(Editor’s note: On Tuesday, Sept. 3, Hemet Unified School District Superintendent Dr. Barry Kayrell and Trustee Vic Scavarda of Idyllwild met with the Town Crier to discuss the “State of the District” and trends in the next few years. This is the second of three parts of the interview.)
Do you see HUSD”s growth (student population) picking up soon?
Expecting enrollment to remain relatively flat, Kayrell expressed disappointment that the student population had declined at the beginning of the school year.
“I hoped there would be some increase after Labor Day,” he said, “but we’re down about 500 kids. That hurt us.”
In school districts, state funding is distributed on a per-student basis. If enrollment declines, funding from the state also will fall.
A 500-student drop could cost HUSD about $2.5 million. Consequently, HUSD chose to eliminate seven temporary teaching positions to mitigate the potential funding loss.
Kayrell and Scavarda both attributed the student decline to the weak economy. Working parents are still moving to areas with greater employment opportunities, they said.
“We have about 87 percent of the population eligible for free or reduced meals,” Kayrell said. “That’s a very telling statistic. We serve more than 21,000 meals per day — breakfast and lunches.”
“There are a lot of hungry kids,” Scavarda added.
Having completed Tahquitz High School and remodeled Hemet High School, do you foresee the need for any major capital investments in the next five years?
“We have a proposal for total modernization of Acacia Middle School,” Kayrell replied. “We’re not quite a year into construction yet.”
The school’s new gymnasium is completed, and work on classrooms and offices is beginning, he added.
“But most capital projects are usually growth-based,” Kayrell said. “Since there’s no growth, no plans currently.”
However, HUSD is considering modernizing Hemet Elementary School. “But that is very complex since the ground is sinking,” he said. “But it’s a beautiful property.”
“Most of our growth is in the west end of the district,” Kayrell stated. “We’ll have a need for another elementary school west of Harmony, near Winchester or further west.” Development along and near the Domenigoni Parkway is driving the need for the elementary school. But it will take several years to plan and to complete.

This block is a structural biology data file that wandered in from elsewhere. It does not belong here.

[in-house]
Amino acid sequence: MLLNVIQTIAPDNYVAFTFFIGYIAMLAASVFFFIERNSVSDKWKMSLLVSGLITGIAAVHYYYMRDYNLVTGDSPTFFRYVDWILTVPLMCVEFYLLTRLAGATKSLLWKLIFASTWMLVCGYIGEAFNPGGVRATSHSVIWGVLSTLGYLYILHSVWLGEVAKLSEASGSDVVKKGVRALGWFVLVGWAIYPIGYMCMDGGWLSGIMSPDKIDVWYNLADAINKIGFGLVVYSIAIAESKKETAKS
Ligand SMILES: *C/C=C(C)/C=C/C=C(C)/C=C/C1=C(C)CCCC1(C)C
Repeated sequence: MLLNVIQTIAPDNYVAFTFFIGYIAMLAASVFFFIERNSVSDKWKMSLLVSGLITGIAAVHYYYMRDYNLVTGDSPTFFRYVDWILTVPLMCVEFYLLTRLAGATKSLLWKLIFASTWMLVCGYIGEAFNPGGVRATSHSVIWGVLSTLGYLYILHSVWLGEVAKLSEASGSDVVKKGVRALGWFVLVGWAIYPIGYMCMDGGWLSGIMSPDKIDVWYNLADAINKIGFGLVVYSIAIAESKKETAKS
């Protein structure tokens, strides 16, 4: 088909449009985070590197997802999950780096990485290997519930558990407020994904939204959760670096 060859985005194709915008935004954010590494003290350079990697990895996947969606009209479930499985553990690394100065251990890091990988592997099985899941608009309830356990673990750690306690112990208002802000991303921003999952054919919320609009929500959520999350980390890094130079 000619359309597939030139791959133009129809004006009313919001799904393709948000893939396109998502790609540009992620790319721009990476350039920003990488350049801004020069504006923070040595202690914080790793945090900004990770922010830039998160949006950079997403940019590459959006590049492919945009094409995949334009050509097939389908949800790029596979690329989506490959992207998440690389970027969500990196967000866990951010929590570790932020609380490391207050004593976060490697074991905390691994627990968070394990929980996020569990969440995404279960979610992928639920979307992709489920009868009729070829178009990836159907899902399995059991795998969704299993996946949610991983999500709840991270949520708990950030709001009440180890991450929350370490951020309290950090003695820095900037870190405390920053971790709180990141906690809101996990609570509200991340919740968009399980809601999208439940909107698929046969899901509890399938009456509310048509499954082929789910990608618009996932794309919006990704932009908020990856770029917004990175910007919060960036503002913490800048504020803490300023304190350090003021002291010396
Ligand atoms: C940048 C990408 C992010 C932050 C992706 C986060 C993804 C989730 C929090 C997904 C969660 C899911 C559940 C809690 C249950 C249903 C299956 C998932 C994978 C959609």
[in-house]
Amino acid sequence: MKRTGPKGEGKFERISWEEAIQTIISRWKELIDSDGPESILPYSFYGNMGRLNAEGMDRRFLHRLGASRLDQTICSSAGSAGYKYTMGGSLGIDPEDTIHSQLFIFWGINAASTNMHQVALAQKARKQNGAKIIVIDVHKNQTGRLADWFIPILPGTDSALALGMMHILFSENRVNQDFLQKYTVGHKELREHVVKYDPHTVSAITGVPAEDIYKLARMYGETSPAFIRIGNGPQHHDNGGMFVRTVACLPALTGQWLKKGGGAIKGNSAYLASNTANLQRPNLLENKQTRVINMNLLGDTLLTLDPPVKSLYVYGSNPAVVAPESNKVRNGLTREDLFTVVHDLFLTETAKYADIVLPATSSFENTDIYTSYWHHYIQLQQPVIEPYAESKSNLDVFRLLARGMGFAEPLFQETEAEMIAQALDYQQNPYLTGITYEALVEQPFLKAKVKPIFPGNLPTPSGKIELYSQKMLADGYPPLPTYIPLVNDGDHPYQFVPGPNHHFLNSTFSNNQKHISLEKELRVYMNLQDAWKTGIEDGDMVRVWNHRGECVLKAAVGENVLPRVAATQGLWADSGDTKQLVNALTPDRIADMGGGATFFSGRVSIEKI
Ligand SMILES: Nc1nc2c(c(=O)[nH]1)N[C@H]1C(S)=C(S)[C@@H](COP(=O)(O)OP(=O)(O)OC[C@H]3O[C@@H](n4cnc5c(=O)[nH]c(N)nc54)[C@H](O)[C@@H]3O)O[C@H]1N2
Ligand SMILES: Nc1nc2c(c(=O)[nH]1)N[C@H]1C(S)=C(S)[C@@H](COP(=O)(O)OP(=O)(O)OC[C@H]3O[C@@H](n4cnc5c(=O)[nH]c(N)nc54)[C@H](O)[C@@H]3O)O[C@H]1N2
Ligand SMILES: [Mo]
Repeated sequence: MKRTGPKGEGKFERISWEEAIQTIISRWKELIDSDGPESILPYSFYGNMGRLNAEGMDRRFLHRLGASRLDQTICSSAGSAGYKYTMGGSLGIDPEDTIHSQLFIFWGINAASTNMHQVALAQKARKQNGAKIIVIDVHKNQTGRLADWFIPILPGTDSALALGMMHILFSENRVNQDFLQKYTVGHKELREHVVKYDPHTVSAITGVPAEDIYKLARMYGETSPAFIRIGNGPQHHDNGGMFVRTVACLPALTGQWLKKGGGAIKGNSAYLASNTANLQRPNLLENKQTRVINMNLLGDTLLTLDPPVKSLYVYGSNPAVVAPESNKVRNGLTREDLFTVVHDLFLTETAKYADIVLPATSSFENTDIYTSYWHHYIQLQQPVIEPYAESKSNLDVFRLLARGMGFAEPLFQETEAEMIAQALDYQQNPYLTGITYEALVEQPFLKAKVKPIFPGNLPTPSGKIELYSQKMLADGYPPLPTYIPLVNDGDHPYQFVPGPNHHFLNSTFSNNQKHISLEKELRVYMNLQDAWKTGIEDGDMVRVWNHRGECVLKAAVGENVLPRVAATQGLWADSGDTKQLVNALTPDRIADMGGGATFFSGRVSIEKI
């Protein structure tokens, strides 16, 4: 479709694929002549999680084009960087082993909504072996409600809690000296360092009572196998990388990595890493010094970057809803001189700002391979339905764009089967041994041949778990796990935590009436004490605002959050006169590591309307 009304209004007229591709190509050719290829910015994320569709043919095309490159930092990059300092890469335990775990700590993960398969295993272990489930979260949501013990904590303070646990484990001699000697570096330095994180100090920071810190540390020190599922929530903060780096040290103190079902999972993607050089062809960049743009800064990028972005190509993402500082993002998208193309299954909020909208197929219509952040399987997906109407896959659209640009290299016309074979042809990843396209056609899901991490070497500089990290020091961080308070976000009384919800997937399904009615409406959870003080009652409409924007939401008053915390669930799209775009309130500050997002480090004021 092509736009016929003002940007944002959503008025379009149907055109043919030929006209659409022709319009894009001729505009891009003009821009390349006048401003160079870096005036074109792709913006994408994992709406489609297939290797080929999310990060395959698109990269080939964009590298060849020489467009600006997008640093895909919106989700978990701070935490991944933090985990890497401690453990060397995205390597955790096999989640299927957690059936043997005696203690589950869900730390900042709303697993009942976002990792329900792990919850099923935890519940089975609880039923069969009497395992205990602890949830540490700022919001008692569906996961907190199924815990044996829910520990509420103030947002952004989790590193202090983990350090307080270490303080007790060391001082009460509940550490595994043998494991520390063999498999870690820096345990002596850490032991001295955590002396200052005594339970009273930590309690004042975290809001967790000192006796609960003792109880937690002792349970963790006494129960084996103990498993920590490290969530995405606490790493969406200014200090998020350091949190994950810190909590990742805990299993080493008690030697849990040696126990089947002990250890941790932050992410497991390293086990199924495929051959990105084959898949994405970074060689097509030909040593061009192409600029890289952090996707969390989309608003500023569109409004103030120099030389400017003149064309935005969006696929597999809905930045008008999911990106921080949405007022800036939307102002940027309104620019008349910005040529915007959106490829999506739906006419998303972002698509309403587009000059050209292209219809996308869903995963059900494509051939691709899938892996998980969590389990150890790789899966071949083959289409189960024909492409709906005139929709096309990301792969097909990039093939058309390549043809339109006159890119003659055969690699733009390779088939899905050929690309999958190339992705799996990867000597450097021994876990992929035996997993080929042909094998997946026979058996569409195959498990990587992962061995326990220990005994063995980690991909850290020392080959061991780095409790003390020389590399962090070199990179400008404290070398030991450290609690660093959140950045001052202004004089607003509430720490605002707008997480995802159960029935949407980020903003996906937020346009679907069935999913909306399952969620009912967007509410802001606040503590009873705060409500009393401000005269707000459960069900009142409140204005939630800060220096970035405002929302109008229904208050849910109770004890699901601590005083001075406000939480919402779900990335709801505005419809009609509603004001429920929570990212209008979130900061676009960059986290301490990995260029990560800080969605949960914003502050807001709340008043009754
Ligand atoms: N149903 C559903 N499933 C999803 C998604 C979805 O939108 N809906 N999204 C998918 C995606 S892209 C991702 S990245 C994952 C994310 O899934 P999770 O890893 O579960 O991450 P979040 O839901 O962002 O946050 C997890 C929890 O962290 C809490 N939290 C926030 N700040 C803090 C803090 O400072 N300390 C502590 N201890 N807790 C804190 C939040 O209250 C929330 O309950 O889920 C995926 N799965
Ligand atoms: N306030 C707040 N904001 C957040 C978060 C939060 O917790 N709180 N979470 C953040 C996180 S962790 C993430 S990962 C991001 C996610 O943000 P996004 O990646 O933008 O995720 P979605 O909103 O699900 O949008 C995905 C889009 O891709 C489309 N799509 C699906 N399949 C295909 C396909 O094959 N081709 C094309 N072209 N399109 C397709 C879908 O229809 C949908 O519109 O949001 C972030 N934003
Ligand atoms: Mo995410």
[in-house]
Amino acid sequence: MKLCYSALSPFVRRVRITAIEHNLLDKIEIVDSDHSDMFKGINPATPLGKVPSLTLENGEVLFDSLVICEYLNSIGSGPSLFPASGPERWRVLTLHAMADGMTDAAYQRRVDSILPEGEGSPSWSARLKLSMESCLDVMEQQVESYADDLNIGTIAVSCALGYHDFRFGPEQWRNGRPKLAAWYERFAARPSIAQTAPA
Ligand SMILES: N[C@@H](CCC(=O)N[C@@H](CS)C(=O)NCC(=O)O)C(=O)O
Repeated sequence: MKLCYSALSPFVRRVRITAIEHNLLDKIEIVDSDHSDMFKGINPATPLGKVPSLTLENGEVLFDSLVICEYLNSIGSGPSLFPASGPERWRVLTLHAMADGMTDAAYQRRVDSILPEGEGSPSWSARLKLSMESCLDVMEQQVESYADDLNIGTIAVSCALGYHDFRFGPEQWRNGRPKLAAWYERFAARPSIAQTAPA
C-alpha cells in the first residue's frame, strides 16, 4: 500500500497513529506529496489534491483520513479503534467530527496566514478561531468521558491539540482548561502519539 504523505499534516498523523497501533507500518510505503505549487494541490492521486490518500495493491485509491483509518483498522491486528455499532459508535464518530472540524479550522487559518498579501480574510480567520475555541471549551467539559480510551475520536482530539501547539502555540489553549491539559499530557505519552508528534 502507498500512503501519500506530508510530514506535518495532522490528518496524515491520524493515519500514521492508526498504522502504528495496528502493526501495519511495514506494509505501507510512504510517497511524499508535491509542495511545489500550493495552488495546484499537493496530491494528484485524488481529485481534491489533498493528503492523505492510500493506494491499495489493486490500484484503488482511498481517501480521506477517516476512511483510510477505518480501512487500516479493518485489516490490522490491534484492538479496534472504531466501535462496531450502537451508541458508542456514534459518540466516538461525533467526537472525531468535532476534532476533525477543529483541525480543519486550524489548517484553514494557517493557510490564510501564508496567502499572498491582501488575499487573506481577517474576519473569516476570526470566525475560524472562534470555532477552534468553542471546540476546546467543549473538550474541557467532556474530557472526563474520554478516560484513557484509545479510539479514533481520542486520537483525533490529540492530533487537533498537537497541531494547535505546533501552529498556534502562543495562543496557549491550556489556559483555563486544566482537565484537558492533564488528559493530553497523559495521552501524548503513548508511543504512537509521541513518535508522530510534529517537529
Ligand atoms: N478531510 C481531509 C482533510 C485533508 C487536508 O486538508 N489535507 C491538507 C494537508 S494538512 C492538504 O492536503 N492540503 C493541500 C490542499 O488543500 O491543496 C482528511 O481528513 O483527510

When do the union contracts expire? In this fiscal climate, will you offer teachers pay increases?
All of HUSD’s employee contracts have expired, Kayrell said. “While the contracts are open, we’re in the midst of negotiating with several groups, including the Hemet Education Association and other employees. Every single contract is wide open,” the superintendent said.
“Optimistically, we will be able to offer raises,” Kayrell speculated. “There have been no raises for a long time and cuts for many years.” HUSD has already restored furlough days.
“That was well warranted,” Kayrell stressed. “With the new [state funding] formula there will be new money coming into the district and the unions know that.”
Kayrell added that the district’s benefit package, which he considers very critical, will be affected by the new health care legislation and this will have an impact on all employees, not just teachers.
Besides salary levels, Scavarda added that retuning work hours, such as for librarians, has and will be beneficial. “With Common Core standards, there will be more emphasis on research.”
Librarian work schedules for kindergatern through eighth grade have been fully restored and the district is working on the secondary school librarian hours, according to Kayrell.